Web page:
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Joshua 5:13 to Joshua 6:27 . The Capture of Jericho.— The narrative begins at Joshua 5:13; Joshua 6:1 is an insertion (observe that RV places it in brackets), so that Joshua 6:2 should immediately follow Joshua 5:15. The captain of Yahweh’ s host is therefore Yahweh Himself. In the rest of the chapter we have a composite narrative, so skilfully compiled that at first sight there is not much fault to find. Closer inspection, however, shows that there are two signals for the fall of the walls— ( a) a shout after a blast of the trumpets ( Joshua 6:5), and ( b) a shout after Joshua’ s command ( Joshua 6:10). Further, the priests and the rearguard also are said to have sounded the trumpets during the circuit of the walls: this is probably a very late addition. Wellhausen’ s suggestion, which has been generally accepted, is that two accounts are combined; in the first the Israelites marched round the walls once a day for seven days, while in the second the Israelites went round the walls seven times in one day These stories were combined by an editor who may have added the statement that the trumpets were sounded during the circuit of the walls. Most scholars are satisfied that this is the best solution as yet offered.
It is, however, possible that the first and simplest narrative is based on a still earlier and simpler account, of which traces remain in the LXX. Here we find that the command at the beginning of the chapter contains no reference at all to marching round the walls of the city. Joshua 6:3 f. runs in LXX as follows: “ And do thou set the men of war round the city, and it shall be when ye blow with the trumpet, let all the people shout together, and when they shout, the walls of the city shall fall down of themselves and all the people shall hasten to enter into the city.” Here the command is, Surround the city, give a signal by blowing a trumpet, raise the battle-cry and deliver the assault. That the walls should fall down of themselves, is a vivid statement of the fact that the army would encounter no resistance. The Rahab clan in the city would open the gates, or find some other means of letting the invaders within the walls. The capture of Bethel, as recounted in Judges 1:24, should be read in connexion with this. [The recent excavations at Jericho do not support the historicity of the statement that the walls collapsed. Handcock says, “ none of the fortification works at Jericho shows any sign of having been destroyed to the extent that a reader of Joshua VI would naturally suppose” ( Archæ ology of the Holy Land, p. 101).— A. S. P.]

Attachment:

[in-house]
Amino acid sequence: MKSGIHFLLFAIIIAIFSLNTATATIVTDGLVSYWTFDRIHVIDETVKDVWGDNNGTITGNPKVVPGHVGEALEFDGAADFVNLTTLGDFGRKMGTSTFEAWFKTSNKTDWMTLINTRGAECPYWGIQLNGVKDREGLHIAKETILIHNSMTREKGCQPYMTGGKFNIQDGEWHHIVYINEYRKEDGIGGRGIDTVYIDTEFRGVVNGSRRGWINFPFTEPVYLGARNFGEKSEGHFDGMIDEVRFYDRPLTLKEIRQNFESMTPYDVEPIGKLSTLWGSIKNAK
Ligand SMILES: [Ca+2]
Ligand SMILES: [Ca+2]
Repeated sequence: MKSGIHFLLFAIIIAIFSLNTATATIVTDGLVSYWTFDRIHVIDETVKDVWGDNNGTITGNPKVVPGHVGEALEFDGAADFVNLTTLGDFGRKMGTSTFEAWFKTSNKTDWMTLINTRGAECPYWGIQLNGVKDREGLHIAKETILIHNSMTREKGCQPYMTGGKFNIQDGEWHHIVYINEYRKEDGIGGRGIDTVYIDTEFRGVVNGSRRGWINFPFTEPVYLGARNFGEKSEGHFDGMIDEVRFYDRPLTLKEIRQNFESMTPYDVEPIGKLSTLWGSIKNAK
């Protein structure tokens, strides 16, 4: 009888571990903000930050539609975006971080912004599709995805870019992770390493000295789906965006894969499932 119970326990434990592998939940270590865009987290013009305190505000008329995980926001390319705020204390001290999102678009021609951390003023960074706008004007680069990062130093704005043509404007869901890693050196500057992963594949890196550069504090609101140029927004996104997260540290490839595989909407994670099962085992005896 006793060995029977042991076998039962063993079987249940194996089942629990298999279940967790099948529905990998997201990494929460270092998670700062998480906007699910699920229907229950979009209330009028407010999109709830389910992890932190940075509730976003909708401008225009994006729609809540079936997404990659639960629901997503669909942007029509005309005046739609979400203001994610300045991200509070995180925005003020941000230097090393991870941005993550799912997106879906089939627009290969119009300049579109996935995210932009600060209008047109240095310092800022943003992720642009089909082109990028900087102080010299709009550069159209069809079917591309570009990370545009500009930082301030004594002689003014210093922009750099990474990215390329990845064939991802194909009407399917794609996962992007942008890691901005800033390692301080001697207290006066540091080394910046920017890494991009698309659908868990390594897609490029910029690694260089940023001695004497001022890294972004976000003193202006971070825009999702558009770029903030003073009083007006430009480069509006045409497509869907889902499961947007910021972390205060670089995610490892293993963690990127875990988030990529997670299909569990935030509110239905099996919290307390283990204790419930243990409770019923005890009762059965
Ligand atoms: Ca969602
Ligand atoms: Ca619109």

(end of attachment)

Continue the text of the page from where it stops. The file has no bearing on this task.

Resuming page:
The original and simple narrative that the city was surrounded and taken by assault, aided by the cooperation of some of the inhabitants, was gradually enlarged. The additions would probably begin with the introduction of the Ark. When it was felt that the Ark ought to have some place of honour in the taking of Jericho, as it had in the crossing of the Jordan, the command to surround the city would become a command to march round the city, with the Ark in a position of honour. Naturally the priests would have to accompany the Ark. Hence a simple historical fact has been altered out of all recognition. ( Cf. the transformation which the earlier narrative in Judges 5 has suffered in Judges 4 and the similar alterations in Ch.; especially the narrative of the bringing of the Ark to Jerusalem; cf. 2 Samuel 6 with 1 Chronicles 13, 15.)
Joshua 6:17 . devoted: i.e. placed under the ban ( herem), devoted to utter destruction. To save anything alive or appropriate anything thus devoted, as Achan did, was counted a grievous sin ( cf. Deuteronomy 2:34 *, 1 Samuel 15. pp. 99, 114) .— A. S. P.]
Joshua 6:26 b. The exact meaning of these words is difficult to determine ( 1 Kings 16:34 *). The simplest solution is to believe that the builder offered his firstborn as a foundation sacrifice and his youngest son as a final sacrifice on the completion of the rebuilding, and that the religious feeling of later times ( cf. Micah 6:7) transformed the sacrifices into a punishment. It was a well-known custom in primitive times for the foundation of a house to be inaugurated with a human sacrifice. We feel reluctant to admit that this custom obtained in Israel, but after the excavations at Gezer it is impossible to deny the existence of human foundation sacrifices as late as “ the latter half of the Jewish monarchy” (pp. 83, 99, Exodus 13:2 *). See Driver, Schweich Lectures, pp. 69– 72, where a photograph is given, and objections to the theory that a foundation sacrifice is here referred to are stated. The actual rebuilding of the Canaanitish city of Jericho appears not to have been attempted. Archaeological evidence seems to show that another city was built not far from the old site (see Driver, p. 92).
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Peake, Arthur. "Commentary on Joshua 6". "Peake's Commentary on the Bible ". https://www.studylight.org/
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